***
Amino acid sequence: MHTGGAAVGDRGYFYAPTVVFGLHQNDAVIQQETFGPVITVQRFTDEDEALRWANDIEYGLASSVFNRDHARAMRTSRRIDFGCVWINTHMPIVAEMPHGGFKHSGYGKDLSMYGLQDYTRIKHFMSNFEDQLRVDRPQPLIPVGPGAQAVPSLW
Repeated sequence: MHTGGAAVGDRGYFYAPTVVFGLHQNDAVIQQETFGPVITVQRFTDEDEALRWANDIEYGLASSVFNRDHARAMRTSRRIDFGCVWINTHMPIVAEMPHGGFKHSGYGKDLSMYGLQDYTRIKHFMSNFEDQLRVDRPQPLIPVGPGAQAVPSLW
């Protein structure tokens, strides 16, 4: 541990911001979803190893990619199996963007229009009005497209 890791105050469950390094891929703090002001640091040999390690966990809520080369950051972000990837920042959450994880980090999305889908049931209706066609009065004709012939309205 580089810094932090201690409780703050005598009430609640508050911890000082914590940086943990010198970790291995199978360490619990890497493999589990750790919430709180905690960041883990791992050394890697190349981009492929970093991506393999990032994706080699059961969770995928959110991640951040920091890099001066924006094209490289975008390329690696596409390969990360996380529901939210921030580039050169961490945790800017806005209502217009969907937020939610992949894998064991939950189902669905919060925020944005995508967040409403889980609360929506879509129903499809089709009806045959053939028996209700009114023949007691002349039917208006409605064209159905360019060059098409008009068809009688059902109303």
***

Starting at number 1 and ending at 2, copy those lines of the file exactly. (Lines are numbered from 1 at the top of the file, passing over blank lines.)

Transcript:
Amino acid sequence: MHTGGAAVGDRGYFYAPTVVFGLHQNDAVIQQETFGPVITVQRFTDEDEALRWANDIEYGLASSVFNRDHARAMRTSRRIDFGCVWINTHMPIVAEMPHGGFKHSGYGKDLSMYGLQDYTRIKHFMSNFEDQLRVDRPQPLIPVGPGAQAVPSLW
Repeated sequence: MHTGGAAVGDRGYFYAPTVVFGLHQNDAVIQQETFGPVITVQRFTDEDEALRWANDIEYGLASSVFNRDHARAMRTSRRIDFGCVWINTHMPIVAEMPHGGFKHSGYGKDLSMYGLQDYTRIKHFMSNFEDQLRVDRPQPLIPVGPGAQAVPSLW